As Sesame Street turns 40, the media is brimming with think pieces about the groundbreaking show. From its educational impact to its unprecedented portrayal of racially diverse urban life, the show changed the face of not just children's TV, but the medium of television in general.
There's a lot to talk about when we talk about Sesame Street, and people are doing just that. Time magazine postulated that Barack Obama is the first "Sesame Street president," writing that "The Obama presidency is a wholly American fusion of optimism, enterprise and earnestness — rather like the far-fetched proposal of 40 years ago to create a TV show that would prove that educational television need not be an oxymoron." (The show's creator, Joan Ganz Cooney, is happy to support this theory, saying "I like to think that we had something to do with Obama's election). Newsweek pondered Sesame Street's global reach, reporting that among the world's Sesame-friendly regions are Kosovo and the Palestinian territories; the South African SS features an HIV-positive character. And New York magazine revealed that 75-year-old Carroll Spinney, who has played Big Bird for all 40 seasons, spends his days with one arm raised above his head, manipulating the puppet's eyes and beak and not even once grumbling that he could be playing shuffleboard on a Carnival cruise ship.
And then there are the videos -- like "Women Can Be," a hilarious feminist ode to the world of beyond-nurses-and-ballerinas careers that I was reminded of this morning, courtesy of my friend Tina. (Rita Moreno, voicing the surgeon, is especially awesome.)
But at the risk of getting all Oscar the Grouch about the feel-good reminiscing, the thing that strikes me in watching this video on the eve of the show's birthday is that, well, it probably wouldn't be produced today. For all Sesame Street's forward-thinking construction of a racially-mixed, intergenerational, monster-friendly city neighborhood, the show has repeatedly failed to foreground its females. (That sentence was brought to you by the letter F, by the way.) It's astonishing to think that Sesame Street didn't have a lead female Muppet until its 37th season, but the debut of Abby Cadabby in 2006 was a milestone for the show, finally offering a female character with as much personality (and, it must be said, as many marketing opportunities) as Cookie Monster, Big Bird, and Elmo.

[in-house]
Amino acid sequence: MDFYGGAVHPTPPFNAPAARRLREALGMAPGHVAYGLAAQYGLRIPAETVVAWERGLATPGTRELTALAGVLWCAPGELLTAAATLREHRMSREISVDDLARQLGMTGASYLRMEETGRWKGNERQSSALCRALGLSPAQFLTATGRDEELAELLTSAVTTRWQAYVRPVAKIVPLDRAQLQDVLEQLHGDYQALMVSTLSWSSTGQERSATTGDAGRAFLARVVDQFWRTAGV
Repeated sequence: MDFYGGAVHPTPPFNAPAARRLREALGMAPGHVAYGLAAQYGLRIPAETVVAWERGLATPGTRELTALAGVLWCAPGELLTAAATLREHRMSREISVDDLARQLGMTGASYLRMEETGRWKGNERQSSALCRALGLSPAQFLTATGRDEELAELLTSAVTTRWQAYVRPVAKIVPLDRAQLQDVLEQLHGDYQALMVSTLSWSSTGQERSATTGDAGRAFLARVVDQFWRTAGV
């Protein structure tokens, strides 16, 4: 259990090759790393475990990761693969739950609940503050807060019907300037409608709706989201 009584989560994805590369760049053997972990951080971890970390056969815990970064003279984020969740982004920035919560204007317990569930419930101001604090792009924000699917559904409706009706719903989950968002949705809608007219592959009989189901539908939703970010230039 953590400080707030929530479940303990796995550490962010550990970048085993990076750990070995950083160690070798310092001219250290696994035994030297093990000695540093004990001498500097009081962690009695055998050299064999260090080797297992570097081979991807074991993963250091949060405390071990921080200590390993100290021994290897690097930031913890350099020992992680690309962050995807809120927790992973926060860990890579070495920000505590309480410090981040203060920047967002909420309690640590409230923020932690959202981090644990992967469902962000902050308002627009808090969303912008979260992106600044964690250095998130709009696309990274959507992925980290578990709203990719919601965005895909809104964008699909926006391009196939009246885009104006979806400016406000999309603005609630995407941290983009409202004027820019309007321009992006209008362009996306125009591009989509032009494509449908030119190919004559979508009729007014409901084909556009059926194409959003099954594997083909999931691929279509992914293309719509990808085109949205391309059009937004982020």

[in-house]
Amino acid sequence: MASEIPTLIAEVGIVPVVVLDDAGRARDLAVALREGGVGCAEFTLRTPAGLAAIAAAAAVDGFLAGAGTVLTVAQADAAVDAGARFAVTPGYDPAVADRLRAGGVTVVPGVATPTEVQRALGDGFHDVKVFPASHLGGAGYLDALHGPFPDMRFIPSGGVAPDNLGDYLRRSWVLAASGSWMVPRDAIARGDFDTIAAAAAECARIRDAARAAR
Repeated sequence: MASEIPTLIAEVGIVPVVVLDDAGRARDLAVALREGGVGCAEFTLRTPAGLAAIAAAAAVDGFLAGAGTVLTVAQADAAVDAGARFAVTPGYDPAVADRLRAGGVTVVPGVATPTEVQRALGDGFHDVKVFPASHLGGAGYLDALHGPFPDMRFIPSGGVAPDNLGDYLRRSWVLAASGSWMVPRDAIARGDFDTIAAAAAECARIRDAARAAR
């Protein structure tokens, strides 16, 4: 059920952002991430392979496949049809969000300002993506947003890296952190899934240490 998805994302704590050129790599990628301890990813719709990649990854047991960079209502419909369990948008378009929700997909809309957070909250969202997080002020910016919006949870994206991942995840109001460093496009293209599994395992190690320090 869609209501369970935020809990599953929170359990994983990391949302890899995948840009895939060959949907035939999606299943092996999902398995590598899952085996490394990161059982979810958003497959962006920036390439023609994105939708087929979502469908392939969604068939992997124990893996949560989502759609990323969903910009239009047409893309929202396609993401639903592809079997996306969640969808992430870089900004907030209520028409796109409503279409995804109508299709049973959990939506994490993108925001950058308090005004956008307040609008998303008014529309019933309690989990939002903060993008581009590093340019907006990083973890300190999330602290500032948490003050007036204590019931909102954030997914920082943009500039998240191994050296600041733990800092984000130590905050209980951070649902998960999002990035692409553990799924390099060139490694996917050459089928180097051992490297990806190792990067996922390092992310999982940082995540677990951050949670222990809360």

But Abby Cadabby isn't a surgeon, or a lumberjack, or a chef, or any of the other possibilities celebrated in "Women Can Be." She's a fairy. And fairies are great, but as a 2006 New York Times article pointed out, entrenched sexism—yes, even on Sesame Street—makes female characters far trickier to make relatable and acceptable to kids and their parents. (Elmo, the article reasons, would read as flaky if he were a she; Cookie Monster would be even more problematic—"she'd be accused of being anorexic or bulimic," said SS executive producer Carol-Lynn Parente.)
And that's the paradox of Sesame Street's feministory. Girls growing up today may well take for granted every lyric in "Women Can Be," and never doubt for a minute that they have the rights, the smarts, and the freedom to grow up and be whatever they want to be. Yet the very cultural product that taught them that—or, more accurately, taught their parents to teach them that—seems increasingly bogged down in stereotypes and market imperatives, concerned more about the size of a female Muppet's nose than about what message she sends.
The show's new season offers up plenty of evidence that Sesame Street is dedicated to staying relevant to its audience. A new science initiative will focus on the environment (with special guests like Michelle Obama, who enlists Elmo to help plant a vegetable garden); the show's timely, adult-friendly references include parodies of Mad Men, True Blood and, as you may already have read, Fox news. Hopefully the show will also look to its past in the new season and beyond, and offer up new—and just as charming—ways for girls to realize that Women Can Be...anything.